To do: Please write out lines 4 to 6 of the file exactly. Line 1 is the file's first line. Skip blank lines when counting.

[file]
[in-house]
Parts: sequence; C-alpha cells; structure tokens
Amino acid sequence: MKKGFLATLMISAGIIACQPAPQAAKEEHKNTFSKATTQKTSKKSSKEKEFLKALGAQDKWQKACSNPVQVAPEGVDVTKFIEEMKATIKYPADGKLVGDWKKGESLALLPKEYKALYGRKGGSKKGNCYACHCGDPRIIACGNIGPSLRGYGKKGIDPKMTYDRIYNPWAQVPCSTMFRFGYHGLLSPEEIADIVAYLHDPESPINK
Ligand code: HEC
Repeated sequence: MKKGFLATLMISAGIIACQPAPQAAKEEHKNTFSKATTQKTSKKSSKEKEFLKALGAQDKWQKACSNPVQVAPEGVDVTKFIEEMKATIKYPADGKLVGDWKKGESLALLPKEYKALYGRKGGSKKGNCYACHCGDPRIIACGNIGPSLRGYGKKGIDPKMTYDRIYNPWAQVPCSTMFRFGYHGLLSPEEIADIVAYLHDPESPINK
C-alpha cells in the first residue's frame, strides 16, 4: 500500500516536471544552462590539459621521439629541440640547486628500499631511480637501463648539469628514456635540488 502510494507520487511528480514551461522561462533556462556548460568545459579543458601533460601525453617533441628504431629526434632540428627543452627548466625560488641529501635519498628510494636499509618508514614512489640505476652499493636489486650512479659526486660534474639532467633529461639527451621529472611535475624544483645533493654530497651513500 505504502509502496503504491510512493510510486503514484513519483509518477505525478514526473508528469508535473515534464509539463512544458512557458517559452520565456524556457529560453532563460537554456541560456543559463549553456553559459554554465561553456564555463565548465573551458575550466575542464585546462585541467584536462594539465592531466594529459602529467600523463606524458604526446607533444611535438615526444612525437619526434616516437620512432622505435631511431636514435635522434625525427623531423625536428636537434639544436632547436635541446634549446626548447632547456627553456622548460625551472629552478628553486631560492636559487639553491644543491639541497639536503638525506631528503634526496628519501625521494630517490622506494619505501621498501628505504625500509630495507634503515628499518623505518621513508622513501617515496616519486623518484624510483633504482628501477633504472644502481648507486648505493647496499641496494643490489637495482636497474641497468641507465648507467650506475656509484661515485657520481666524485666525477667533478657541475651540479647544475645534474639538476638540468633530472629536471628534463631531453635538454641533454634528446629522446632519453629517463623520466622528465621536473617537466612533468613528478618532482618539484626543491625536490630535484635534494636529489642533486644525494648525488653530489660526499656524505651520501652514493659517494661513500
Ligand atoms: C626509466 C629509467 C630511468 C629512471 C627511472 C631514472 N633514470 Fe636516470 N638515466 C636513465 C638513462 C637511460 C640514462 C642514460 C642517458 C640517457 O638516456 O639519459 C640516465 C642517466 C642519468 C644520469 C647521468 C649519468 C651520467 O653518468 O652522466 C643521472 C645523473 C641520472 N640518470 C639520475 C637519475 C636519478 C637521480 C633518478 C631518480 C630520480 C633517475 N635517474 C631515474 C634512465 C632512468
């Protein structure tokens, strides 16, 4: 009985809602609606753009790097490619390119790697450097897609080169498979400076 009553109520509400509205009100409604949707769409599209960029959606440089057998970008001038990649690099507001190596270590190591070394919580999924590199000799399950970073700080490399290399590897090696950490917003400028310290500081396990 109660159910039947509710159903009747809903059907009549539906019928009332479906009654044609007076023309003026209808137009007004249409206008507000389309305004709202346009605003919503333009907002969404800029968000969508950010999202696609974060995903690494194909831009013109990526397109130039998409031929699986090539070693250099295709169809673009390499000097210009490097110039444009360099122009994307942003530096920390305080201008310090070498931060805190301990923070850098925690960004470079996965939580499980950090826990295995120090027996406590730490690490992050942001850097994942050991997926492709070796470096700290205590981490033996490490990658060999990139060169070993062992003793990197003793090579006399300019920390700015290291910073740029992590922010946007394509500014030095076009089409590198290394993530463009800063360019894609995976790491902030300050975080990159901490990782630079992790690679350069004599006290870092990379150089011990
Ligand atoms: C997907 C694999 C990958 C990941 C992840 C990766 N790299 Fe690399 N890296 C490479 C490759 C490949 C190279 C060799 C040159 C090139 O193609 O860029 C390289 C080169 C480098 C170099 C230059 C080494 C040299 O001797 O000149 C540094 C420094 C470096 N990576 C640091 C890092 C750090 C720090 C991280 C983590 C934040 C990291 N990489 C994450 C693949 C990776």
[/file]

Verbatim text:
Ligand code: HEC
Repeated sequence: MKKGFLATLMISAGIIACQPAPQAAKEEHKNTFSKATTQKTSKKSSKEKEFLKALGAQDKWQKACSNPVQVAPEGVDVTKFIEEMKATIKYPADGKLVGDWKKGESLALLPKEYKALYGRKGGSKKGNCYACHCGDPRIIACGNIGPSLRGYGKKGIDPKMTYDRIYNPWAQVPCSTMFRFGYHGLLSPEEIADIVAYLHDPESPINK
C-alpha cells in the first residue's frame, strides 16, 4: 500500500516536471544552462590539459621521439629541440640547486628500499631511480637501463648539469628514456635540488 502510494507520487511528480514551461522561462533556462556548460568545459579543458601533460601525453617533441628504431629526434632540428627543452627548466625560488641529501635519498628510494636499509618508514614512489640505476652499493636489486650512479659526486660534474639532467633529461639527451621529472611535475624544483645533493654530497651513500 505504502509502496503504491510512493510510486503514484513519483509518477505525478514526473508528469508535473515534464509539463512544458512557458517559452520565456524556457529560453532563460537554456541560456543559463549553456553559459554554465561553456564555463565548465573551458575550466575542464585546462585541467584536462594539465592531466594529459602529467600523463606524458604526446607533444611535438615526444612525437619526434616516437620512432622505435631511431636514435635522434625525427623531423625536428636537434639544436632547436635541446634549446626548447632547456627553456622548460625551472629552478628553486631560492636559487639553491644543491639541497639536503638525506631528503634526496628519501625521494630517490622506494619505501621498501628505504625500509630495507634503515628499518623505518621513508622513501617515496616519486623518484624510483633504482628501477633504472644502481648507486648505493647496499641496494643490489637495482636497474641497468641507465648507467650506475656509484661515485657520481666524485666525477667533478657541475651540479647544475645534474639538476638540468633530472629536471628534463631531453635538454641533454634528446629522446632519453629517463623520466622528465621536473617537466612533468613528478618532482618539484626543491625536490630535484635534494636529489642533486644525494648525488653530489660526499656524505651520501652514493659517494661513500